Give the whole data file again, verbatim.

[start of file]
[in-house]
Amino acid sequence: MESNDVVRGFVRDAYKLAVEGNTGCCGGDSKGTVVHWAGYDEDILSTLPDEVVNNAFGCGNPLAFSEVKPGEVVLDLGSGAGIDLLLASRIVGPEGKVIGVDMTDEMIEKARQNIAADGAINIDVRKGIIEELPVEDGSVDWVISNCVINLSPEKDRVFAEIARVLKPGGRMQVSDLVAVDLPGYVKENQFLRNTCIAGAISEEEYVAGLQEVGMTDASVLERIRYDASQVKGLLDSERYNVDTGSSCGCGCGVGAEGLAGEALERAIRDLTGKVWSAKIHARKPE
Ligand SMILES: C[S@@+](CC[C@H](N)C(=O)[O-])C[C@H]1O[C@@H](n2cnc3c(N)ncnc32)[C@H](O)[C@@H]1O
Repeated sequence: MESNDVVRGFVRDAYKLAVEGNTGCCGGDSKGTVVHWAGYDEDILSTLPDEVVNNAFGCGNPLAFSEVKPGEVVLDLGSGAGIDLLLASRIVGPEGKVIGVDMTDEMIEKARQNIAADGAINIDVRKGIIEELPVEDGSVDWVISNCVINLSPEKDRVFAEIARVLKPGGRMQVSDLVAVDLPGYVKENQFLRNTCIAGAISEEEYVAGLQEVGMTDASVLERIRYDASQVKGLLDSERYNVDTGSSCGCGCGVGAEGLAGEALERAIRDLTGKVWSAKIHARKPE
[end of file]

[in-house]
Amino acid sequence: MESNDVVRGFVRDAYKLAVEGNTGCCGGDSKGTVVHWAGYDEDILSTLPDEVVNNAFGCGNPLAFSEVKPGEVVLDLGSGAGIDLLLASRIVGPEGKVIGVDMTDEMIEKARQNIAADGAINIDVRKGIIEELPVEDGSVDWVISNCVINLSPEKDRVFAEIARVLKPGGRMQVSDLVAVDLPGYVKENQFLRNTCIAGAISEEEYVAGLQEVGMTDASVLERIRYDASQVKGLLDSERYNVDTGSSCGCGCGVGAEGLAGEALERAIRDLTGKVWSAKIHARKPE
Ligand SMILES: C[S@@+](CC[C@H](N)C(=O)[O-])C[C@H]1O[C@@H](n2cnc3c(N)ncnc32)[C@H](O)[C@@H]1O
Repeated sequence: MESNDVVRGFVRDAYKLAVEGNTGCCGGDSKGTVVHWAGYDEDILSTLPDEVVNNAFGCGNPLAFSEVKPGEVVLDLGSGAGIDLLLASRIVGPEGKVIGVDMTDEMIEKARQNIAADGAINIDVRKGIIEELPVEDGSVDWVISNCVINLSPEKDRVFAEIARVLKPGGRMQVSDLVAVDLPGYVKENQFLRNTCIAGAISEEEYVAGLQEVGMTDASVLERIRYDASQVKGLLDSERYNVDTGSSCGCGCGVGAEGLAGEALERAIRDLTGKVWSAKIHARKPE